seeing these ounces between gains and losses. it appears that trade is part of that. is that the whole story? we generally have that many headlines on that topic today. dennis: i think it is a decent part of the story. it has become increasingly clear that there are worries about economic growth slowing materially in late 2019 and into 2020. wiley coyotemaybe comment that reinforce a lot of beers. -- a lot of fears. if you look at the dynamics of the market, anything with high foreign sales names got decimated. defensive factors, which are most lever to the mystic u.s. economic growth, small caps a outperformed. i would say yes. joe: in your view, are these fears while we haven't seen any rates on the long end, and related to that come at some
point are going to see the fed cave in some way to this and maybe indicate they are not going to hike as the market expected? dennis: i wouldn't use the term cave yet, but it's clear they take emerging-market factors into account. if business in search ago to a point where there's little because cap he's have no idea what the outlook is going to be ahead of a potential slowdown, i think the outlook for fed rate hikes would be very little and the fed would probably cause earlier than they had anticipated. as far as your question on the tenure, absolutely. it's followed with the potential for the unforced error. julia: does earnings season change anything? --nis: it's an interesting yes, potentially giving every client we are talking to right now is worried about earnings season.
i'm afraid that guidance from companies am especially those that are levered to trade coming out saying everything is great now, but we have no idea about the future. of trade goes down the route something significant, it becomes a big problem for a lot of these companies. julie: you note in your note to us that we received, you are observing all of these more defensively oriented actions in the market, rotation for value, rotation for defense stocks. is that the right way to go? do you think people should be bracing themselves? not necessarily, no. if you look at junk spreads, for example. they have not moved whatsoever. inflation expectations have not moved whatsoever. expectations are roughly 2% owner five-year forward basis. although the uncertainty will be with us at least probably from
the midterms, to bet that the worst-case outcome is the most likely a think is a difficult one to make right now. joe: is there a political or trump put in this idea? is there a point where if we were to continue to -- could we get a while back on politics? dennis: clearly we had a down day monday or tuesday and by the end of the day we were getting other trump officials saying we didn't mean what we said. the worry is that china keeps on going. maybe the damage is done. they be our relationship with him is so broken that they do push back in different ways, like the currency keeps on going down. apple stop showing up at stores in beijing. the chinese have an interesting way of pushing back like they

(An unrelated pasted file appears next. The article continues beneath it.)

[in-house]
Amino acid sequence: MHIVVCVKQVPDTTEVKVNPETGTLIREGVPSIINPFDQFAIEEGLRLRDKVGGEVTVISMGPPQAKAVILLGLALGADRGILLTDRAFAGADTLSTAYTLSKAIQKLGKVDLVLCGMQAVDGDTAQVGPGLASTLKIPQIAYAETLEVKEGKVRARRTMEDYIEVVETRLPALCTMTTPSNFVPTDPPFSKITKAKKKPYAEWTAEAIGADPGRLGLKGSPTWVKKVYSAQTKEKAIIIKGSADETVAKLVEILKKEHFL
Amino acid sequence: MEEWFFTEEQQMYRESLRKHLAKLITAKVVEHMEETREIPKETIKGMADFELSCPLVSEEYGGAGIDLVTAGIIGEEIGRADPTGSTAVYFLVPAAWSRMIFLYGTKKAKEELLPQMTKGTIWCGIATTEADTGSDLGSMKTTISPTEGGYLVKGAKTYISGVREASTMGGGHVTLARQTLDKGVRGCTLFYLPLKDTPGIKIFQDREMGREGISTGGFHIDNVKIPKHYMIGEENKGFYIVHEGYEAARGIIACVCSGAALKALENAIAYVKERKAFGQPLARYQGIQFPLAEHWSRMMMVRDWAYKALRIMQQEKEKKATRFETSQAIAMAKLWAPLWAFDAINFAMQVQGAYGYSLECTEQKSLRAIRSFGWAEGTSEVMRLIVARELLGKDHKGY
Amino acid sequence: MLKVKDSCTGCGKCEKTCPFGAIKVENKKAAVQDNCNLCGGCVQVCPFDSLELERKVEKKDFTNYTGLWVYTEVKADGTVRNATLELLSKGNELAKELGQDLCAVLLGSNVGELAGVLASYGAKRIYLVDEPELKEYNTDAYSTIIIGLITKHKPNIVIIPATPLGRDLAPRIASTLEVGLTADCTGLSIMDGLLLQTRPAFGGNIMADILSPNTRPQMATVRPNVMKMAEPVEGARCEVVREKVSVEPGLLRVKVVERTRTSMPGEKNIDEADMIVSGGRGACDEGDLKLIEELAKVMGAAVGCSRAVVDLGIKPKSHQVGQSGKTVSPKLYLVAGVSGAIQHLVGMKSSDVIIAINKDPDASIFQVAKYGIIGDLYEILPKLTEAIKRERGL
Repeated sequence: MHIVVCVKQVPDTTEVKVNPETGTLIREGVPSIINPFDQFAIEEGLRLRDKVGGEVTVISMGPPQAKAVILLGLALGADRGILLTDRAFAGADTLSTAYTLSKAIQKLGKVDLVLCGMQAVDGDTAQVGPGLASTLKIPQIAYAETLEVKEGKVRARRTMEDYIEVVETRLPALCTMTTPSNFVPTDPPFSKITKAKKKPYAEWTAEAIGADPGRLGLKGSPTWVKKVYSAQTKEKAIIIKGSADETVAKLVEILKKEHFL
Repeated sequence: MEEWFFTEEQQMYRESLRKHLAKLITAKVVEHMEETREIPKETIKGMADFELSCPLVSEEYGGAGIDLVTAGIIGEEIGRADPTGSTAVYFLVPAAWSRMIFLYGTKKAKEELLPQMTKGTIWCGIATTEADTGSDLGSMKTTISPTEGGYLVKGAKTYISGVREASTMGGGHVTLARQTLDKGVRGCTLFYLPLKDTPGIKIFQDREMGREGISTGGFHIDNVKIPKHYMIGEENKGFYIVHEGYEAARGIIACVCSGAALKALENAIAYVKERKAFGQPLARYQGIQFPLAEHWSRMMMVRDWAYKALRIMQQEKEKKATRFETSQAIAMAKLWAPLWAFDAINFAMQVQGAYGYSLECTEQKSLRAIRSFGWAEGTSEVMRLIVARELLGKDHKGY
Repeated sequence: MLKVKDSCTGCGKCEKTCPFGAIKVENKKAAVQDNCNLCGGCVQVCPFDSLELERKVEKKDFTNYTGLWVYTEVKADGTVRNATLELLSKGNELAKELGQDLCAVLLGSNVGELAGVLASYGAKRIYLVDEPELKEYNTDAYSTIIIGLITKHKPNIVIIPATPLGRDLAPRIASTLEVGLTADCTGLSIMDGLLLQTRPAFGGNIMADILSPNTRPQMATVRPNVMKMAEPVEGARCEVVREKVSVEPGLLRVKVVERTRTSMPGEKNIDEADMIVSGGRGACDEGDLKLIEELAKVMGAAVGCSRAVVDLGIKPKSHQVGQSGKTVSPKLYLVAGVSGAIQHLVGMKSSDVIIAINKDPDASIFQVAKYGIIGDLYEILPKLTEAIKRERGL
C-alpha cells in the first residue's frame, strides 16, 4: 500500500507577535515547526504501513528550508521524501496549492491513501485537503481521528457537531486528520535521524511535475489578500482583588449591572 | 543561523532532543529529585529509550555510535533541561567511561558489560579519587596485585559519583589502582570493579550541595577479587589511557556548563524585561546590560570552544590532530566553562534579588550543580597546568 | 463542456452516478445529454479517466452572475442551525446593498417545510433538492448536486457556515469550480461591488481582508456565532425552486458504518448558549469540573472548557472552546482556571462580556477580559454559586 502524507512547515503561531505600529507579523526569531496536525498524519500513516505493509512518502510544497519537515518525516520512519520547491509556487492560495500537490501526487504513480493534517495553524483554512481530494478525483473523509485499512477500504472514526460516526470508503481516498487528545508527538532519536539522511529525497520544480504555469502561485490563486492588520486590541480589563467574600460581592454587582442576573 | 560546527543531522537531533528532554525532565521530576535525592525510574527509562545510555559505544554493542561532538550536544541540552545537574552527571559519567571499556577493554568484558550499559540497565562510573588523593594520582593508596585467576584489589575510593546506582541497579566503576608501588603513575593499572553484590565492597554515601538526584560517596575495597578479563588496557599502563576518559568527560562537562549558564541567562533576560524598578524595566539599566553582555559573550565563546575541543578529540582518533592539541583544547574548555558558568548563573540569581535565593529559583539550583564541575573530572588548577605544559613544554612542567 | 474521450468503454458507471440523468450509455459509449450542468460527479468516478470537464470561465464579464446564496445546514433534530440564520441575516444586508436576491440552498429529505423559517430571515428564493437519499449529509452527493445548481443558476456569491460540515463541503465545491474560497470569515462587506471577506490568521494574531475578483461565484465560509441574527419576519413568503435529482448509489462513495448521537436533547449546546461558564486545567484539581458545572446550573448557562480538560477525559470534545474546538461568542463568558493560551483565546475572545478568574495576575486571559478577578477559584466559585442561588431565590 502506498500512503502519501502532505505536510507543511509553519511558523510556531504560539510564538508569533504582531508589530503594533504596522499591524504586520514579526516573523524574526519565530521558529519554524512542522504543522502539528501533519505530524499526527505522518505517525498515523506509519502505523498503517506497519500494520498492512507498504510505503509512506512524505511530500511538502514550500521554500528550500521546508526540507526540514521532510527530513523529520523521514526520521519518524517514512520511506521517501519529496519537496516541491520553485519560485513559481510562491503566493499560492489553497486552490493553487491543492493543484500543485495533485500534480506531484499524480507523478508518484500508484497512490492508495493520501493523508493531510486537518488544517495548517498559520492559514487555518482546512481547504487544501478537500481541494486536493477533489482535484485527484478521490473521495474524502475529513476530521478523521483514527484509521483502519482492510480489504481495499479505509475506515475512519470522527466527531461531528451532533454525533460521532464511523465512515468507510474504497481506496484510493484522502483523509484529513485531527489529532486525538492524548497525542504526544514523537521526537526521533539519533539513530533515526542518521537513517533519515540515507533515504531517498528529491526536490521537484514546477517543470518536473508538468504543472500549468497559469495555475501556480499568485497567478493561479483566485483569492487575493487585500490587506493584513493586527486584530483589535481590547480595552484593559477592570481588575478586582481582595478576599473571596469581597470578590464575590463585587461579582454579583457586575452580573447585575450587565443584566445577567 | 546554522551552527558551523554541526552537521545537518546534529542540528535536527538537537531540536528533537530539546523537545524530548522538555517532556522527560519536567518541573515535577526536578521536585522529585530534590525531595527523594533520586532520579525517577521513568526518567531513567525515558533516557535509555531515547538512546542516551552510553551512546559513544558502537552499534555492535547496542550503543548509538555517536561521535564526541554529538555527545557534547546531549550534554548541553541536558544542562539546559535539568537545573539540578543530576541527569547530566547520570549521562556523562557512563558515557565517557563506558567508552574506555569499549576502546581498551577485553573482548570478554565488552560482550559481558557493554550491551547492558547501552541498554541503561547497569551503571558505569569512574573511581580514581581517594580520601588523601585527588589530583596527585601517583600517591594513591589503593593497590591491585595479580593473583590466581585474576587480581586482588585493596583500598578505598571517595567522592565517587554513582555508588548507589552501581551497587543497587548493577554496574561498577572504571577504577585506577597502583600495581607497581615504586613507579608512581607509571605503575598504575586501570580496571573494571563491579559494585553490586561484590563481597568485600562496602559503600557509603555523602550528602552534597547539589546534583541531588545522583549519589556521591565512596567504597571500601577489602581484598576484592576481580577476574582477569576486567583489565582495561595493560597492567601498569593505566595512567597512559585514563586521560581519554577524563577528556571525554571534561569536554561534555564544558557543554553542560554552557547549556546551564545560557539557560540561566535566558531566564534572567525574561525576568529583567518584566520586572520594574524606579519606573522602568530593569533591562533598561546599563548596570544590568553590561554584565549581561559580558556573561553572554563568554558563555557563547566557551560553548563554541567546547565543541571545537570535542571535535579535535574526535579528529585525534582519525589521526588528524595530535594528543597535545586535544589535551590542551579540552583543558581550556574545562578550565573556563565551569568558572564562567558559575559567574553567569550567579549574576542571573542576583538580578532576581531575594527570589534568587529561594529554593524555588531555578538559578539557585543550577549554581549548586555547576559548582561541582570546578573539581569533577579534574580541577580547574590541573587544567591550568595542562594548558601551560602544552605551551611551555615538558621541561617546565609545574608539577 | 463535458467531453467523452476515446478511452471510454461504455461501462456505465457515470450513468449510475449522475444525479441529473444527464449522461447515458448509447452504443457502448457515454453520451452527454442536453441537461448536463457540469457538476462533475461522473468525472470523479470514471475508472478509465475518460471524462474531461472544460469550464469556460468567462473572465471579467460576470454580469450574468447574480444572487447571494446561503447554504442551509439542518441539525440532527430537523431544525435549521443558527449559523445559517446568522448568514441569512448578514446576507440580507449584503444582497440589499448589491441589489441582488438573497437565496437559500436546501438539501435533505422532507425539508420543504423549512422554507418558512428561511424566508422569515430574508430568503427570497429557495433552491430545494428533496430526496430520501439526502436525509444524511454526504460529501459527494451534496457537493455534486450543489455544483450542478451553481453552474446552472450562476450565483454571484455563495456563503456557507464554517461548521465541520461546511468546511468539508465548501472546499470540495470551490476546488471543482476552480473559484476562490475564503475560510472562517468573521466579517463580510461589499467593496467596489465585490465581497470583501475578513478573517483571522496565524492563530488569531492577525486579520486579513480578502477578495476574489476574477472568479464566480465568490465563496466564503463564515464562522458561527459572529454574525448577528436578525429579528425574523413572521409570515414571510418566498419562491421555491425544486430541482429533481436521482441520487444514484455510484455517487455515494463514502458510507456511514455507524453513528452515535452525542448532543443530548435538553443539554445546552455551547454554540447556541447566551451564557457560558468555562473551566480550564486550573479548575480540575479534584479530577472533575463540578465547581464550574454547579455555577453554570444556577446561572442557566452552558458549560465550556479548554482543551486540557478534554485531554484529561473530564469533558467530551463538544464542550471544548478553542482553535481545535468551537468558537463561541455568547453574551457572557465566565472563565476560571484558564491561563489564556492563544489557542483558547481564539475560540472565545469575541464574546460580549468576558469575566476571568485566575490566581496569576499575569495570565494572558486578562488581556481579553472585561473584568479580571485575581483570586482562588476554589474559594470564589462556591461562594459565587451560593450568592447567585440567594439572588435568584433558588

did to japan with toyota couple of years ago. that is something that is tough to gauge. i'm sure it's not in their best interest to do that. it's a different situation, but it's a possibility. dennis: i don't want to tell people that are managing money for living, savings of other people, that is ok that is long as the market goes down, everything will be fine. there is a point where it could spiral. julia: a good warning dennis, great to chat with you. the head of portfolio strategy. we want to recap some breaking news, a date has been set for fox shareholders to decide on the disney deal. the vote will take place on july 27 at the new york hilton i 10:00 a.m. eastern time. comcast was waiting for fox to set the state before it came back with a counter offer potentially. this could now set the trigger for that to happen. we will continue to monitor for any developments or announcements on the comcast
side. this is a deal that keeps giving him and we will move on from that. julie: and an update on that shooting in annapolis, maryland at the capital gazette there. we have learned now, according to police in annapolis come they have confirmed injuries at the shooting at the newspaper. we do not know exactly how many injuries or how rave they may be, but the police have confirmed that there were injuries. there have been various reporters there who have been tweeting that the shooting had been happening. it looks like we have seen at least some people cleared from the building at this stage. youill continue to bring updates on the situation. this is bloomberg. ♪
mark: i'm mark crumpton with first word news. as we've been reporting, multiple people have been shot at a newspaper in an apples, erland. witnesses say a single gunman fired into the newsroom. people with their -- a newspaper in annapolis, maryland. the bureau of alcohol, tobacco and firearms is said to be on the scene. the newspapers are owned by the baltimore sun media group. the wall street journal reports that white house chief of staff john kelly is expected to leave his position sometime this summer. the journal says president trump is consulting advisors about possible replacements. heirs, bus -- chief of staff and mick mulvaney who heads the office of management and budget.
the successor for chief justice anthony kennedy will face a confirmation by. those of us warn of massachusetts told the gathering, people around the country are worried and they are right to worry. understand, people are rising up. donald trump is not king. no one makes it to the supreme court without going through the united states senate. mark: republicans re: hold a slim majority in the senate, so they should be able to approve any nominee as long as their coalition holds together. -- interior department's inspector general is looking into complain about a montana land deal that links the interior secretary and the head services giant halliburton. a spokesperson says a .reliminary review is underway democratic lawmakers called for e'sinvestigation into zink